The story won a $100 grand prize—the most Poe was ever paid for a single piece of writing during his lifetime—and publication in the Dollar Newspaper, becoming an instant success. It was The Gold-Bug—not The Raven or The Tell-Tale Heart—that drew standing room-only crowds to Poe’s lectures and established his international fan base in countries as far flung as France, Russia, and Japan.
So if The Gold-Bug is so awesome, why isn’t it more widely read today? The answer is two-fold. One, the code used in the story is pretty simple. What was new and exciting in 1843 is something gradeschoolers are taught today, which takes a lot of the wow factor out of the story for adults. It’s still a fun story, just probably not something you’d get into unless you were a kid.
Secondly, there’s Poe’s treatment of Jupiter, which is problematic to say the least. Jupiter is a former slave who refused to abandon Legrand even after he was freed. Poe probably intended Jupiter to serve as comic relief, but in reality his portrayal of the character is ridiculously stereotyped. And that’s a shame because Jupiter is the only sympathetic character in the entire story.
In particular, Jupiter’s dialect is head-scratchingly strange and hackneyed. Take this exchange between Jupiter and the narrator, for example:
“Well, Jup,” said I, “what is the matter now?—how is your master?”
“Why, to speak de troof, massa, him not so berry well as mought be.”
“Not well! I am truly sorry to hear it. What does he complain of?”
“Dar! dat’s it!—him neber plain ob notin—but him berry sick for all dat.”
“Very sick, Jupiter!—why didn’t you say so at once? Is he confined to bed?”
“No, dat he aint!—he aint find nowhar—dat’s just whar de shoe pinch—my mind is got to be berry hebby bout poor Massa Will.”
This is obviously nothing like how slaves (or anyone, for that matter) talked. It’s just a dialect that Poe made up, which in itself is a mystery. Poe spent plenty of time in the south during his military career, and grew up only a few blocks away from a slave market in Richmond, Virginia. It’s hard to believe he would have never spoken to a black person. Why wouldn’t he simply draw from what he knew instead of inventing a strange new dialect?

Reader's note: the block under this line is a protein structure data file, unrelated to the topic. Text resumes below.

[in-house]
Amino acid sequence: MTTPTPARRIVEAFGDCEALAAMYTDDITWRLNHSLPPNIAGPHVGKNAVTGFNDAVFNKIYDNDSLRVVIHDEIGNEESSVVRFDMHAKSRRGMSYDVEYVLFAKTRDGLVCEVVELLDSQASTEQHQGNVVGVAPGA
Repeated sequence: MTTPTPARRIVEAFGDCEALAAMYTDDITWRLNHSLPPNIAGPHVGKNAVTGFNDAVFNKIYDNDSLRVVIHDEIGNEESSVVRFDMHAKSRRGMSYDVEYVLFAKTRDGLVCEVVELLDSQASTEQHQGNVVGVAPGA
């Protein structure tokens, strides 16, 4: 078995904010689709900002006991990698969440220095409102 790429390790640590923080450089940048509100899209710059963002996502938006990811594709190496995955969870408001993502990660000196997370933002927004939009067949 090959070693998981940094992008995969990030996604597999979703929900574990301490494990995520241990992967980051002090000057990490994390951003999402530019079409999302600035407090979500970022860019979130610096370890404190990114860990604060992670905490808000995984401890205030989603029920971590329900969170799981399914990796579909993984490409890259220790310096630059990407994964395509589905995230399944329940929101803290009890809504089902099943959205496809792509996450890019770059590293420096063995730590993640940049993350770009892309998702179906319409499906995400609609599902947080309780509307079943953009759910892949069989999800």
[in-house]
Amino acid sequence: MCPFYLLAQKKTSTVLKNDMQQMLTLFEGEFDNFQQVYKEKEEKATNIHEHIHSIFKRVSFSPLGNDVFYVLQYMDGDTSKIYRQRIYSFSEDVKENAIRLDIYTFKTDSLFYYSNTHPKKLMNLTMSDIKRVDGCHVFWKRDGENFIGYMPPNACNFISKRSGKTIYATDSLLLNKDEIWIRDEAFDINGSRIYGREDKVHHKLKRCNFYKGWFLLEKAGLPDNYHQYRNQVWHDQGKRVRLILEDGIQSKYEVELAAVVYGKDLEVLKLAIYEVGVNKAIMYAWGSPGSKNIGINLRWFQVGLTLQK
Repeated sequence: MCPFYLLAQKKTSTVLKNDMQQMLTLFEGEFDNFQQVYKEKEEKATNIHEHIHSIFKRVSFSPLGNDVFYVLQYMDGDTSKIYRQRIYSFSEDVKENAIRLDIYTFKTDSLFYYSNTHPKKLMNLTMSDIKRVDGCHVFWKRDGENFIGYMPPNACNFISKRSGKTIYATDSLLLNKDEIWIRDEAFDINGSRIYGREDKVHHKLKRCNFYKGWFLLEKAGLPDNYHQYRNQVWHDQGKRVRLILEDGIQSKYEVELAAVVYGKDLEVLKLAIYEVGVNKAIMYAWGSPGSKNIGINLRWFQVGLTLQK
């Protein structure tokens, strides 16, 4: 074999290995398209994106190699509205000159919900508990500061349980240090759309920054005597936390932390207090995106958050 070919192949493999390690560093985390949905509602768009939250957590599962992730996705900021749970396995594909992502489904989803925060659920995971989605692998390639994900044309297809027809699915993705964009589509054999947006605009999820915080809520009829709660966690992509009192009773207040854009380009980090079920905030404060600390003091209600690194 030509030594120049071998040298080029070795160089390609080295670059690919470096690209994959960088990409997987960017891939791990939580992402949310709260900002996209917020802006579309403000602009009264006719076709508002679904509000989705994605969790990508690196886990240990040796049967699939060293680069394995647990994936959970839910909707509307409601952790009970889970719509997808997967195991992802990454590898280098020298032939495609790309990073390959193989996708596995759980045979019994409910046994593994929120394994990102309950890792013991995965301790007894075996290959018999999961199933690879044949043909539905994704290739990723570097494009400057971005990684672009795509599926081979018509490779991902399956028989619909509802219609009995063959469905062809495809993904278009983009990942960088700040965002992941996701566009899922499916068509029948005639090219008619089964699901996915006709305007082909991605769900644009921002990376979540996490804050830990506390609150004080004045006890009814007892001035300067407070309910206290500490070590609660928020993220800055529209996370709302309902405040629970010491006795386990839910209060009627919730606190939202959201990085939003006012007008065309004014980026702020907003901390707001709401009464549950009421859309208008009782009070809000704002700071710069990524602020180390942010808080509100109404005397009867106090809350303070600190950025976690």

Of course, the obvious answer is that he was racist and didn’t GAF if Jupiter’s dialect was accurate or not as long as he “sounded black.” But perhaps Jupiter’s odd way of speaking might be a code within a code. Poe was known to hide messages into seemingly ordinary poems and stories, a special type of cryptography called steganography. The problem with steganography is that, once the rules of the secret message are set, you have to write around it, which could explain the odd spelling and format of Jupiter’s dialog. Some have speculated that Poe’s more oddly worded and organized works—like Eureka, his weird poetical essay on cosmology where he basically came up with the idea of the Big Bang—contain codes that have yet to be uncovered.
The idea that Jupiter might be speaking in code doesn’t negate Poe’s treatment of the character, and it might not even be true. But it does show what kind of story The Gold-Bug is, and why it inspired so many people both artistically and scientifically. On the surface it’s a riddle within a riddle: The riddle of what’s wrong with Legrand while he solves the riddle of Captain Kidd’s treasure. But the riddle never feels fully revealed. There’s always a sense that there’s more to the story—an obsession not fully quenched, or only just begun to foster. In The Gold-Bug, as in so many of Poe’s stories, one’s left feeling it only scratches the surface of what the man himself knew.
*There are actually two exceptions, but that’s too complicated to go into detail here.